Who we are:
(Frankie with actress Karen Black, photo by Maryann Bates)
I’m Frankie Krainz. I was born in Pittsburg, Kansas and raised on a small farm with cows, chickens, pigeons etc. You know—the usual small town life. I was very young when I realized that I had “voices” speaking to me, inside my mind. I began to draw and write at a very early age and I lived in a very enclosed world. Growing up different in small-town Kansas, my imagination was my only salvation. It was a way to escape the alcoholism; abuse and bullying that surrounded me. I created stories—taking in everything around me, witnessing others and how they related to the world, and then writing it all down. That was my life growing up.
I became an actor, I did stand up, and I toured the country with a comedy troupe. I wanted to understand why we create fictions for ourselves. And during it all, I experienced depression, the mania, and the “voices” weren’t far behind. They were chasing me, creeping closer by the day. Turns out, I had been struggling with brain illness for many years though no one believed me or knew what to do. But I pushed through. It wasn’t until after watching the events of 9/11 on the TV for 14 straight hours, that I walked into the bathroom, shaved my head and promptly had a nervous breakdown
The breakdown changed things. I was thrust into a world of hospitals and doctors and “diagnoses” followed by pills, pills, and more pills. And nothing worked. Well, nothing except my work. Always writing, always drawing.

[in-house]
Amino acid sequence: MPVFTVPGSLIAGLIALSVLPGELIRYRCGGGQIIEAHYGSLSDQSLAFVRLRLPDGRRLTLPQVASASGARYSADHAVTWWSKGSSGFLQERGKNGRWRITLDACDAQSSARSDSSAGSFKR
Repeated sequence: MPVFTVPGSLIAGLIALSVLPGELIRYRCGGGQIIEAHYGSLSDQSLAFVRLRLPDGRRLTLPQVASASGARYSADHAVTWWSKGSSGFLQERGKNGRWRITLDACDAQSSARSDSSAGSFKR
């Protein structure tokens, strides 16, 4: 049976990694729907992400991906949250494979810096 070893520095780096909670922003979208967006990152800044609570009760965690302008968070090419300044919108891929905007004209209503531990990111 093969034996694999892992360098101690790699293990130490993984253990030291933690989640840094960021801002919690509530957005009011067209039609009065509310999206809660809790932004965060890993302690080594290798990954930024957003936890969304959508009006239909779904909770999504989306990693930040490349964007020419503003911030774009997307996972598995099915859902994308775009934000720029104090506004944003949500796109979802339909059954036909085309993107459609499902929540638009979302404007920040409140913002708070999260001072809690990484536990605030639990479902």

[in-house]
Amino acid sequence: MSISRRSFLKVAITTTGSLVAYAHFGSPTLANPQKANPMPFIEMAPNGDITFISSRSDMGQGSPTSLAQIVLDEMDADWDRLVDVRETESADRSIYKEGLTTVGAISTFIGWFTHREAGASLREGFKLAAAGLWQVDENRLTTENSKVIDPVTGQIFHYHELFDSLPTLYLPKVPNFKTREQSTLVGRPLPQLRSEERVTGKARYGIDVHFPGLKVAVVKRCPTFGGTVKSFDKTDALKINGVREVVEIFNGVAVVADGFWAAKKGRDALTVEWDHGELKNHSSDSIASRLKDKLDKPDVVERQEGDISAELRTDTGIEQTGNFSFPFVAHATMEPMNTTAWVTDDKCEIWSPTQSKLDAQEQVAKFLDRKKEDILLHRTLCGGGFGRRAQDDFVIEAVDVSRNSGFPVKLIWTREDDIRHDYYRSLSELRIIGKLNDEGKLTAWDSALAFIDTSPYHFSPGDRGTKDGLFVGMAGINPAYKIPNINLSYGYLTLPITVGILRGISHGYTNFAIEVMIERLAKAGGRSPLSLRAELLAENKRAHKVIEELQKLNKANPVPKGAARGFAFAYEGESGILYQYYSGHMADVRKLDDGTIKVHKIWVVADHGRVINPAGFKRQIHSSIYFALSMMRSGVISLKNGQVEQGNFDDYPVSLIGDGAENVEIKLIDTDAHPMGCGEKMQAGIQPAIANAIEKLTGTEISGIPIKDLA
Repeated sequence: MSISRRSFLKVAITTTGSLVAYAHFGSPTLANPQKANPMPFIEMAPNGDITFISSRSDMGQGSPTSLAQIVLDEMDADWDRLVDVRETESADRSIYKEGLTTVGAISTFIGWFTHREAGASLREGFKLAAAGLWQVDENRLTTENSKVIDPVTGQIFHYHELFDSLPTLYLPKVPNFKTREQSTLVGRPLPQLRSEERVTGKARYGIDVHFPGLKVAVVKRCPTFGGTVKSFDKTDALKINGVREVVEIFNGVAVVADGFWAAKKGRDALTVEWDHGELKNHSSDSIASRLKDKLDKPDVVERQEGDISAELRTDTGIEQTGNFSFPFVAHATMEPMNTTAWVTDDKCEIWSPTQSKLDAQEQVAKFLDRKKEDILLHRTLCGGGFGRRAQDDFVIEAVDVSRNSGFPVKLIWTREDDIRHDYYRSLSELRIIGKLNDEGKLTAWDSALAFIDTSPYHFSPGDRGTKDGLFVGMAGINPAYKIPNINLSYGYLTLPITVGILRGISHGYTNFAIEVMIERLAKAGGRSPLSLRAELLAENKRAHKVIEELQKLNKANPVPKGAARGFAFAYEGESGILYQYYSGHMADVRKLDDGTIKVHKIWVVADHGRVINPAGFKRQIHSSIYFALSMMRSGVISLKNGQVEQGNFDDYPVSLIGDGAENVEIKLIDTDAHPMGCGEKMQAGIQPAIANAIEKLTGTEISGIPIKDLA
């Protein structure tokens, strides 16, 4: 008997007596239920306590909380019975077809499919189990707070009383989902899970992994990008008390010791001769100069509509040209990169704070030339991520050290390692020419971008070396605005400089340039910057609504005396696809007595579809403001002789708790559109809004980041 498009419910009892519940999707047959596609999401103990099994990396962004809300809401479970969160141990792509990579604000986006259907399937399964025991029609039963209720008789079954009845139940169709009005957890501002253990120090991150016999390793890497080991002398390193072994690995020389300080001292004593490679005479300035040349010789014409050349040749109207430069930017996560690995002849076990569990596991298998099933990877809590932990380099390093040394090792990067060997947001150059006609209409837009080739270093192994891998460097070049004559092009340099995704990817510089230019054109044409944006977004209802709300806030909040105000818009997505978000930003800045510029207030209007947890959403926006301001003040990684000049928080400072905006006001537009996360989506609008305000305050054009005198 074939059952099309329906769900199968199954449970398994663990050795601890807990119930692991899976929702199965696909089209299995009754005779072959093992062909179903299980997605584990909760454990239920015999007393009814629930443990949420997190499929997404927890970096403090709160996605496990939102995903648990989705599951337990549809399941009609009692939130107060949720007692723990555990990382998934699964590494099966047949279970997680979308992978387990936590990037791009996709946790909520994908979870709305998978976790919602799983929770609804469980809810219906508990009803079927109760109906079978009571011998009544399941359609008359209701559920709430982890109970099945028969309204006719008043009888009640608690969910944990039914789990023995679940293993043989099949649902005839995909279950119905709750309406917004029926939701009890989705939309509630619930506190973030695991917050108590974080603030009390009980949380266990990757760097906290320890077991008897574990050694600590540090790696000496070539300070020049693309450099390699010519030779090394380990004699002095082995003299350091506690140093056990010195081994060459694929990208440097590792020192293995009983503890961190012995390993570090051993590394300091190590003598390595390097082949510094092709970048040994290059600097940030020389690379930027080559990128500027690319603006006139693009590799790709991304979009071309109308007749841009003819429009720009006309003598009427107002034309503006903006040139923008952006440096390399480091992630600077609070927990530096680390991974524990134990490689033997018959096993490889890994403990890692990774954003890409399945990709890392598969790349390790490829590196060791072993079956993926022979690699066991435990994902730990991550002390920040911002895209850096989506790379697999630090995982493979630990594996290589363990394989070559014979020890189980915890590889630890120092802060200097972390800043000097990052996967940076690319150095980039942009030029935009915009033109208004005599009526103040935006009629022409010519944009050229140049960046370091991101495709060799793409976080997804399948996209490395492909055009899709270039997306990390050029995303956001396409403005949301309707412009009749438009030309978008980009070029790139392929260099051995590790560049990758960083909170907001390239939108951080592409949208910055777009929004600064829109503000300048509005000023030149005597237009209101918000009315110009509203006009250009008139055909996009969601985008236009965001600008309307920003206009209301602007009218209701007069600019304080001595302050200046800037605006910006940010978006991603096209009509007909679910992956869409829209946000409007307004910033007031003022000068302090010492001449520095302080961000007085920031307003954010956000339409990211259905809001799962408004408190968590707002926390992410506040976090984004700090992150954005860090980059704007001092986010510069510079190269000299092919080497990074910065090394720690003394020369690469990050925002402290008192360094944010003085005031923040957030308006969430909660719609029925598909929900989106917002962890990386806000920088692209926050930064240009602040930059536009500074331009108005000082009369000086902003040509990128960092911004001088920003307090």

I had been on disability and the psychological treadmill for six years when I met Steve Balderson. Immediately we connected. His enthusiasm for his work inspired me. I wanted to be a part of that drive. He wanted to make a Women in Prison movie. I wanted to write it. I went home and wrote all day long, every day for two weeks. The act of writing became my key to mental health. That’s how our first film together (“Stuck!”) was born.
I began to understand that work could bring me back. That despite the doctors and the pills and the naysayers who told me I could never make anything of myself—that I was “all the way broken”—I realized that it was up to me. I realized that a person with brain illness could participate fully in life and be a success. Steve was always there as a cheerleader, showing me the importance of collaboration of building a village for oneself. Our second project, called “The Casserole Club” is coming out later this year. We just finished it.
In addition to finding comfort and health in my screenwriting, I collaborated on a musical called “Goodbye, Kansas.” I wrote a dance called Disability Romp about my experiences on disability. I saw how many people related to my experiences. There are so many people out there caught in their own struggles, so many people who have stopped believing. I saw that I had a responsibility to others like me. I have to show them that WE CAN DO IT!
It is a life of small steps. Where art has saved me in a way. My medication is my work and the connections with Steve, with the actors in our films, the producers—anyone charged and excited by the process of filmmaking.
Of course, the “voices” are still with me. I struggle with this disease every day. But I have my imagination. And I have Steve’s voice and energy in my ear—always pushing me, like the very best coach, toward the finish line. Calling out, “Imagination is health! You can do it!”
(Steve Balderson, photo by Alan Mercer)